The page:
massaging with elbow on back

Deep Tissue Massage: What It Is & What to Expect

Last week I spoke in an interview with Caroline Ruderman about this type of massage.

Deep tissue massage is appropriate for many different people with various health concerns. From chronic low back pain to an acute knee injury, to managing an autoimmune condition, massage can help alleviate pain while reducing stress. And from my own experience, sensations in the physical body are often associated with emotions and our current mental state. And vice versa.

Techniques that utilize deep-tissue massage affect the deep layers of the muscle and fascia, which is the connective tissue surrounding the muscles. This type of massage is intended to break up scar tissue and break down adhesions (also called “knots” by clients and therapists alike) which can sometimes feel like hard, stiff spots or rigid bands that cause pain in a concentrated area or can send pain to another area of the body when receiving pressure to the area of focus.

At the beginning of the session, I don’t apply firm pressure. I start with long, gliding strokes to warm up your muscles and tune in to where your body needs specific focus.

After a few minutes, I use my fingers to locate sore areas that promote pain and where stress is held. Typically, this is in the shoulders, neck, and lower back. However, trigger or tender points are not just limited to these areas. There are points of tension throughout the body that cause pain.

To work out these adhesions or trigger points (areas of stress that refer pain to another part of the body), I use my forearms and elbows to break up the hard and stiff spots to decrease muscle stiffness and lessen pain. I maintain static pressure and hold the point for up to one minute. Then, I’ll move to another nearby area and apply pressure to further release pain and tension. I finish with long strokes to end my work in that area with a sense of calm and balance.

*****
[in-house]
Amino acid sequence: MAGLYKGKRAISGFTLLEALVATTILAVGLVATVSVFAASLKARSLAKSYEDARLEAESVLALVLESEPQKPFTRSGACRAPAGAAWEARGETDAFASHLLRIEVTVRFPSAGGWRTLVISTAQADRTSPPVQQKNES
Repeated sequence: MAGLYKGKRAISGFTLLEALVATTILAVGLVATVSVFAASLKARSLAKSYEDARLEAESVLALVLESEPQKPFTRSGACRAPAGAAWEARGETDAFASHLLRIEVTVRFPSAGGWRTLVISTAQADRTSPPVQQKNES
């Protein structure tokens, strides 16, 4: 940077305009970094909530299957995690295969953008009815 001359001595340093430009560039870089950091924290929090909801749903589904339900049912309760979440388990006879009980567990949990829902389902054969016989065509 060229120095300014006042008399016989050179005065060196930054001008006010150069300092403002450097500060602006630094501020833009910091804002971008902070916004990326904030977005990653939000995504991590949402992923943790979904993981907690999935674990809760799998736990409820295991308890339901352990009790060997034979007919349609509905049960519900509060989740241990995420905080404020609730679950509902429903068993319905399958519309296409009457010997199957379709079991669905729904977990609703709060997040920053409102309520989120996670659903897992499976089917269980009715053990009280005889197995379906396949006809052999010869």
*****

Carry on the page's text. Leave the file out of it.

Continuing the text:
When working in particularly challenging areas, I take deep breaths to signal to my clients to breathe through the discomfort. I also check-in about the pressure to make sure you are receiving what feels best for you.

It isn’t necessary to feel pain to receive the benefits of deep tissue work, but it may feel a bit uncomfortable. It depends on your condition and if you are okay with feeling some discomfort at the moment to feel relief later (either directly after the session or the next day).

After a session, you may feel a little sore. Or, you may feel amazing! It’s very individual.

I’ll check in with you within two days after your massage to see how you’re feeling. I may suggest some stretches to do in between sessions to maintain flexibility and decrease pain.

I hope this provides some insight into what to expect when receiving a deep tissue massage. Remember to communicate with your therapist about your needs before, during, and after your session. And, don’t forget to tune into your body and BREATHE!

Scroll to Top